Research That Matters (January 17 - 20, 2008)

Regency Ballroom Wings (Omni Shoreham)

Women's Risk for Revictimization by a New Abusive Partner: for What Should We Be Looking?

Lisa Shannon, PhD, University of Kentucky, Jennifer Cole, PhD, University of Kentucky, and Tk Logan, PhD, University of Kentucky.

Purpose: One of the most compelling findings in victimization research is that interpersonal victimization is not random; rather, once a woman has been physically or sexually victimized, she is at increased risk for subsequent victimization (Gidycz, Coble, Latham, & Layman, 1993; Gold, Sinclair, & Balge, 1999; Himelein, 1995; Mayall & Gold, 1995; Sappington, Pharr, Tunstall, & Rickert, 1997; Wyatt, Guthrie, & Notgrass, 1992). Yet, there is a gap in the literature. Few studies have focused on women's risk for abuse by a new partner after leaving an abusive partner. In retrospective studies, sizeable minorities of women with recent histories of partner violence have been found to have prior histories of partner violence, ranging from 34.7% to 41% (Bogat, Levendosky, Theran, von Eye, & Davidson, 2003; Kemp, Green, Hovanitz, & Rawlings, 1995; Krishnan, Hilbert, & Pase, 2001). The purpose of this study is to (1) examine the prevalence and description of women who have protective orders against one violent partner at baseline and who subsequently report abuse by a new partner at the 12-month follow up, and (2) examine risk and protective factors revictimization for women who are involved with a new abusive partner at the 12-month follow up.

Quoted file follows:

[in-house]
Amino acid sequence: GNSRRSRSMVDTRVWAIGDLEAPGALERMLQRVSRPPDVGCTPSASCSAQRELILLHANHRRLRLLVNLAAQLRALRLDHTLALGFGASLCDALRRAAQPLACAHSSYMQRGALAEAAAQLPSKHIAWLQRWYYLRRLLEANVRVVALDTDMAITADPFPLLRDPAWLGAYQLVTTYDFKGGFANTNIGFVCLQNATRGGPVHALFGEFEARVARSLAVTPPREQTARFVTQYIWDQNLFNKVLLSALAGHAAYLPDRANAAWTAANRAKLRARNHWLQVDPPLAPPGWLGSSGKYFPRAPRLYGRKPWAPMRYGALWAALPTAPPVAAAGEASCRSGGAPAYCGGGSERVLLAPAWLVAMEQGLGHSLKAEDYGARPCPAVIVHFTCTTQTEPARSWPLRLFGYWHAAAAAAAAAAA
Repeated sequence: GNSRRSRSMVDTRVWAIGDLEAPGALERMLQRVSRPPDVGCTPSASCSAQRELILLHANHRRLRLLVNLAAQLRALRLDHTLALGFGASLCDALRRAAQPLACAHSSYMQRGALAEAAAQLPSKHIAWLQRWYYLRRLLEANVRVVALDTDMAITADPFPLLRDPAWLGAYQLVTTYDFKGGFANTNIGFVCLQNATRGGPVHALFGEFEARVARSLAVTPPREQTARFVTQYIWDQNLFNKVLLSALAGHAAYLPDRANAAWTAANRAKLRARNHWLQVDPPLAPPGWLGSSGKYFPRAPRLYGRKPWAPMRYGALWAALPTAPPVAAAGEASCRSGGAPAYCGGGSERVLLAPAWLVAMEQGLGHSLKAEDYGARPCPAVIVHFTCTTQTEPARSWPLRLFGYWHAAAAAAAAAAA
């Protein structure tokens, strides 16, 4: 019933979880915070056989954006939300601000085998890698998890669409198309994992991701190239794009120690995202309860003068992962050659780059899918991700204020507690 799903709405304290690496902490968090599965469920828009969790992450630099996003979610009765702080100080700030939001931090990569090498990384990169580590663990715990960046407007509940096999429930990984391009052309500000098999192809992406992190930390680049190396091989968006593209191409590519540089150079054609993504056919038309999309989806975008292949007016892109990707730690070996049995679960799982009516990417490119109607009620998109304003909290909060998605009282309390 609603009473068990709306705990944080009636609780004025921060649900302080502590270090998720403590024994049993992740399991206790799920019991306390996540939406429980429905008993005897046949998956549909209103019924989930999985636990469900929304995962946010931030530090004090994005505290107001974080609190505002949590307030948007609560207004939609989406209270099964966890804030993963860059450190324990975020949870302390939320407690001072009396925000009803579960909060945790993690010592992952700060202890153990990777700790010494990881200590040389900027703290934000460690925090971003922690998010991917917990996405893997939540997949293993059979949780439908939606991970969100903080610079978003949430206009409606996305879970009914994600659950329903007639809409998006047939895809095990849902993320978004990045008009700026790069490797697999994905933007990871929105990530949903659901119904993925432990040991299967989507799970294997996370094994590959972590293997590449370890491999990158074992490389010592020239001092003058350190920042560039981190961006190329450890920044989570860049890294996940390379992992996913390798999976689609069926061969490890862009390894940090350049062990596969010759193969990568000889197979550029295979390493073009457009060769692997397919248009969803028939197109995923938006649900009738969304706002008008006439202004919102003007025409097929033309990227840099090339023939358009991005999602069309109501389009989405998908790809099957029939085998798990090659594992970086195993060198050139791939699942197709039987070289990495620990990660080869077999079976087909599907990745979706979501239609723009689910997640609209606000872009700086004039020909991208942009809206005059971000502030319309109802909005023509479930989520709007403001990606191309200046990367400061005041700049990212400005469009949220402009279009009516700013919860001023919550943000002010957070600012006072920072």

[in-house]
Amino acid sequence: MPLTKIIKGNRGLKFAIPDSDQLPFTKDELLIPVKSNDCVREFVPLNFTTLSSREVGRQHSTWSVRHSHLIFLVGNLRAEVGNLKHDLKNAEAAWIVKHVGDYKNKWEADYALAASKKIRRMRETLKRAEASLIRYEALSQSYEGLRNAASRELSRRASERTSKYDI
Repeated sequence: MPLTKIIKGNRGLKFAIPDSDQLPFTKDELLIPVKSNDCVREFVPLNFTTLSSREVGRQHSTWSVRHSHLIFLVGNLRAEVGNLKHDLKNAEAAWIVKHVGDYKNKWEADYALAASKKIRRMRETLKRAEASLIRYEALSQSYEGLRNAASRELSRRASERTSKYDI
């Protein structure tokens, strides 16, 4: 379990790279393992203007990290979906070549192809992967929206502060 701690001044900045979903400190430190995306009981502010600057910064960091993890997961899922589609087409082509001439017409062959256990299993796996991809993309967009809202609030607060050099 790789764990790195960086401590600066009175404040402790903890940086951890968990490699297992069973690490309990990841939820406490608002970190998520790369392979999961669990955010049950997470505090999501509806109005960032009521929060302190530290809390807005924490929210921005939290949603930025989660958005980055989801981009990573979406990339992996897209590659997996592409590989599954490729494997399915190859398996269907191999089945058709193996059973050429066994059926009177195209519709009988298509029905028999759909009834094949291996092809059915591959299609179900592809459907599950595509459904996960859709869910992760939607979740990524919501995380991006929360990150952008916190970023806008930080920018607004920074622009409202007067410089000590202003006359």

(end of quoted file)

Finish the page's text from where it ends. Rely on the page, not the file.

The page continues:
Methods: Women were recruited out of four courts when they obtained a protective order against a male partner. Data was collected via face-to-face interviews at time 1, which was within about 5 weeks of obtaining a protective order against one violent partner (n = 662), and followed by a second interview for women approximately 12 months later. The follow up rate was 94%

Results: Of those women who reported having a partner other than the partner against whom they had the protective order at follow up, 35.2% reported any abuse by that new partner. Results of a logistic regression analysis indicate that cumulative lifetime victimization ( = .078, Wald = 7.671, p < .01), length of involvement with the new partner ( = .168, Wald = 49.649, p < .001), and meeting criteria for drug abuse/dependence ( = .721, Wald = 7.361, p < .01) were significantly positively associated with partner violence by a new partner. Specifically, women with more cumulative lifetime victimization experiences, more months of involvement with the partner, and drug abuse or dependence were significantly more likely to experience victimization by a new partner during the follow-up period.

Implications for research and practice: The time of separation from a violent partner is risky for women, not only because of the risk of continued violence by the partner, but also because ending the violence with one partner does not preclude revictimization by a future partner (Woffordt et al., 1994). Intervening with women around the time of obtaining a protective order, or when they are terminating a relationship with a violent partner, is a critical point of intervention to possibly reduce women's risk for future revictimization by a new partner.